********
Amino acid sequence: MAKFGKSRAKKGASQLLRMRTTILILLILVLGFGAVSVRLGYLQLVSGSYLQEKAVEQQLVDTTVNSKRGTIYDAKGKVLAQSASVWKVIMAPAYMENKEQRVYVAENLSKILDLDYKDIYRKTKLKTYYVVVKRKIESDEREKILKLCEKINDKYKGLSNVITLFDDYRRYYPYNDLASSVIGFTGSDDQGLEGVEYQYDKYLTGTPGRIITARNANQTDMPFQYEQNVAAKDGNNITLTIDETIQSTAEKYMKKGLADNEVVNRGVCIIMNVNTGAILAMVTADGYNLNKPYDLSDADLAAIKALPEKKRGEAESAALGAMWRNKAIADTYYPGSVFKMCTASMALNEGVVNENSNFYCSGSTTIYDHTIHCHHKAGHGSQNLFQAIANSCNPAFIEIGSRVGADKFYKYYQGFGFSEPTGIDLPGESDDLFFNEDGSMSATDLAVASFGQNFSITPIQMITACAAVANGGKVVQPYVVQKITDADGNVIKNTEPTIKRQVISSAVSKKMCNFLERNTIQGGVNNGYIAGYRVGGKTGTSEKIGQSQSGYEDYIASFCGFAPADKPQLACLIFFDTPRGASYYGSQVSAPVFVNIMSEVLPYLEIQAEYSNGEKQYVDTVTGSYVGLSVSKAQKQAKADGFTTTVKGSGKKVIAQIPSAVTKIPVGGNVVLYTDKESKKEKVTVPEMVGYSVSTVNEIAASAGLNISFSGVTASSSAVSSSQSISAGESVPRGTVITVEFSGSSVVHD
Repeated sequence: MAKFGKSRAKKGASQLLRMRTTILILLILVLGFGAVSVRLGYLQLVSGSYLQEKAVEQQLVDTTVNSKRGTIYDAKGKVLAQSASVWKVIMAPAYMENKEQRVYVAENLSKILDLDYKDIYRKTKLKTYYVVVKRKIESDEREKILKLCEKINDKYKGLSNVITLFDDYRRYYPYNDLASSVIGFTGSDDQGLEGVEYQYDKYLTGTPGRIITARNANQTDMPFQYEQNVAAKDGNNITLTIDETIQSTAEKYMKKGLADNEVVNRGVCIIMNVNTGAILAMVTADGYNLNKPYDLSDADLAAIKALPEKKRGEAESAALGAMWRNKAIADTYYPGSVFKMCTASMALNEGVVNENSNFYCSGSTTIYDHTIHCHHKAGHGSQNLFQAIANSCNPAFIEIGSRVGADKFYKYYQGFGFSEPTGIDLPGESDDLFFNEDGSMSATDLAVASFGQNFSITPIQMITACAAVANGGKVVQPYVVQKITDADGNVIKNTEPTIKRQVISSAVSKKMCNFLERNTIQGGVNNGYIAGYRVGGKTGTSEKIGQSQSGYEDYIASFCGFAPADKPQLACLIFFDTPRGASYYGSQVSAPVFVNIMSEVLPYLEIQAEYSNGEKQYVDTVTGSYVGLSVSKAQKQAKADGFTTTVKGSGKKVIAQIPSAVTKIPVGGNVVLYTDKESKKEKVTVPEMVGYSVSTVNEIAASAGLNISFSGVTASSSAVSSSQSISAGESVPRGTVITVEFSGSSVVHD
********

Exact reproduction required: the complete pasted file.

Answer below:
Amino acid sequence: MAKFGKSRAKKGASQLLRMRTTILILLILVLGFGAVSVRLGYLQLVSGSYLQEKAVEQQLVDTTVNSKRGTIYDAKGKVLAQSASVWKVIMAPAYMENKEQRVYVAENLSKILDLDYKDIYRKTKLKTYYVVVKRKIESDEREKILKLCEKINDKYKGLSNVITLFDDYRRYYPYNDLASSVIGFTGSDDQGLEGVEYQYDKYLTGTPGRIITARNANQTDMPFQYEQNVAAKDGNNITLTIDETIQSTAEKYMKKGLADNEVVNRGVCIIMNVNTGAILAMVTADGYNLNKPYDLSDADLAAIKALPEKKRGEAESAALGAMWRNKAIADTYYPGSVFKMCTASMALNEGVVNENSNFYCSGSTTIYDHTIHCHHKAGHGSQNLFQAIANSCNPAFIEIGSRVGADKFYKYYQGFGFSEPTGIDLPGESDDLFFNEDGSMSATDLAVASFGQNFSITPIQMITACAAVANGGKVVQPYVVQKITDADGNVIKNTEPTIKRQVISSAVSKKMCNFLERNTIQGGVNNGYIAGYRVGGKTGTSEKIGQSQSGYEDYIASFCGFAPADKPQLACLIFFDTPRGASYYGSQVSAPVFVNIMSEVLPYLEIQAEYSNGEKQYVDTVTGSYVGLSVSKAQKQAKADGFTTTVKGSGKKVIAQIPSAVTKIPVGGNVVLYTDKESKKEKVTVPEMVGYSVSTVNEIAASAGLNISFSGVTASSSAVSSSQSISAGESVPRGTVITVEFSGSSVVHD
Repeated sequence: MAKFGKSRAKKGASQLLRMRTTILILLILVLGFGAVSVRLGYLQLVSGSYLQEKAVEQQLVDTTVNSKRGTIYDAKGKVLAQSASVWKVIMAPAYMENKEQRVYVAENLSKILDLDYKDIYRKTKLKTYYVVVKRKIESDEREKILKLCEKINDKYKGLSNVITLFDDYRRYYPYNDLASSVIGFTGSDDQGLEGVEYQYDKYLTGTPGRIITARNANQTDMPFQYEQNVAAKDGNNITLTIDETIQSTAEKYMKKGLADNEVVNRGVCIIMNVNTGAILAMVTADGYNLNKPYDLSDADLAAIKALPEKKRGEAESAALGAMWRNKAIADTYYPGSVFKMCTASMALNEGVVNENSNFYCSGSTTIYDHTIHCHHKAGHGSQNLFQAIANSCNPAFIEIGSRVGADKFYKYYQGFGFSEPTGIDLPGESDDLFFNEDGSMSATDLAVASFGQNFSITPIQMITACAAVANGGKVVQPYVVQKITDADGNVIKNTEPTIKRQVISSAVSKKMCNFLERNTIQGGVNNGYIAGYRVGGKTGTSEKIGQSQSGYEDYIASFCGFAPADKPQLACLIFFDTPRGASYYGSQVSAPVFVNIMSEVLPYLEIQAEYSNGEKQYVDTVTGSYVGLSVSKAQKQAKADGFTTTVKGSGKKVIAQIPSAVTKIPVGGNVVLYTDKESKKEKVTVPEMVGYSVSTVNEIAASAGLNISFSGVTASSSAVSSSQSISAGESVPRGTVITVEFSGSSVVHD